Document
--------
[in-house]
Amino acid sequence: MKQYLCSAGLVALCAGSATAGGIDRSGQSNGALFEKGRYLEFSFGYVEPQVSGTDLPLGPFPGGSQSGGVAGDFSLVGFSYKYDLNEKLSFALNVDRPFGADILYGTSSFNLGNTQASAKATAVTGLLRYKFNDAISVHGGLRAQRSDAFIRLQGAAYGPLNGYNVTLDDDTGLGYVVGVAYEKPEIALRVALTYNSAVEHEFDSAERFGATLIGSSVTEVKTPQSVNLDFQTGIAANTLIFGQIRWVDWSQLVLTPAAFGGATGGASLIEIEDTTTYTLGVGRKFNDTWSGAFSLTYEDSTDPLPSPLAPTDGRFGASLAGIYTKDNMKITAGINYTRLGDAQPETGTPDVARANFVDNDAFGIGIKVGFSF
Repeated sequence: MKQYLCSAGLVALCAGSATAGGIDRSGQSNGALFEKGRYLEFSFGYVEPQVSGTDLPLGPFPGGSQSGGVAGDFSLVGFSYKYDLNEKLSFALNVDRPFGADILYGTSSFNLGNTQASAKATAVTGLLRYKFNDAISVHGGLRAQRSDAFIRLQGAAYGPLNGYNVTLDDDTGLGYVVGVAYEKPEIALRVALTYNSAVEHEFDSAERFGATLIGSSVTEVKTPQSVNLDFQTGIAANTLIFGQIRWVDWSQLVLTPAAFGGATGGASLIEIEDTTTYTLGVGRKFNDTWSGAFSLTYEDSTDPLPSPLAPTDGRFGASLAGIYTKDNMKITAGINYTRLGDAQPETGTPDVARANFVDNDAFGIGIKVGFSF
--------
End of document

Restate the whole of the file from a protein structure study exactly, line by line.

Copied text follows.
[in-house]
Amino acid sequence: MKQYLCSAGLVALCAGSATAGGIDRSGQSNGALFEKGRYLEFSFGYVEPQVSGTDLPLGPFPGGSQSGGVAGDFSLVGFSYKYDLNEKLSFALNVDRPFGADILYGTSSFNLGNTQASAKATAVTGLLRYKFNDAISVHGGLRAQRSDAFIRLQGAAYGPLNGYNVTLDDDTGLGYVVGVAYEKPEIALRVALTYNSAVEHEFDSAERFGATLIGSSVTEVKTPQSVNLDFQTGIAANTLIFGQIRWVDWSQLVLTPAAFGGATGGASLIEIEDTTTYTLGVGRKFNDTWSGAFSLTYEDSTDPLPSPLAPTDGRFGASLAGIYTKDNMKITAGINYTRLGDAQPETGTPDVARANFVDNDAFGIGIKVGFSF
Repeated sequence: MKQYLCSAGLVALCAGSATAGGIDRSGQSNGALFEKGRYLEFSFGYVEPQVSGTDLPLGPFPGGSQSGGVAGDFSLVGFSYKYDLNEKLSFALNVDRPFGADILYGTSSFNLGNTQASAKATAVTGLLRYKFNDAISVHGGLRAQRSDAFIRLQGAAYGPLNGYNVTLDDDTGLGYVVGVAYEKPEIALRVALTYNSAVEHEFDSAERFGATLIGSSVTEVKTPQSVNLDFQTGIAANTLIFGQIRWVDWSQLVLTPAAFGGATGGASLIEIEDTTTYTLGVGRKFNDTWSGAFSLTYEDSTDPLPSPLAPTDGRFGASLAGIYTKDNMKITAGINYTRLGDAQPETGTPDVARANFVDNDAFGIGIKVGFSF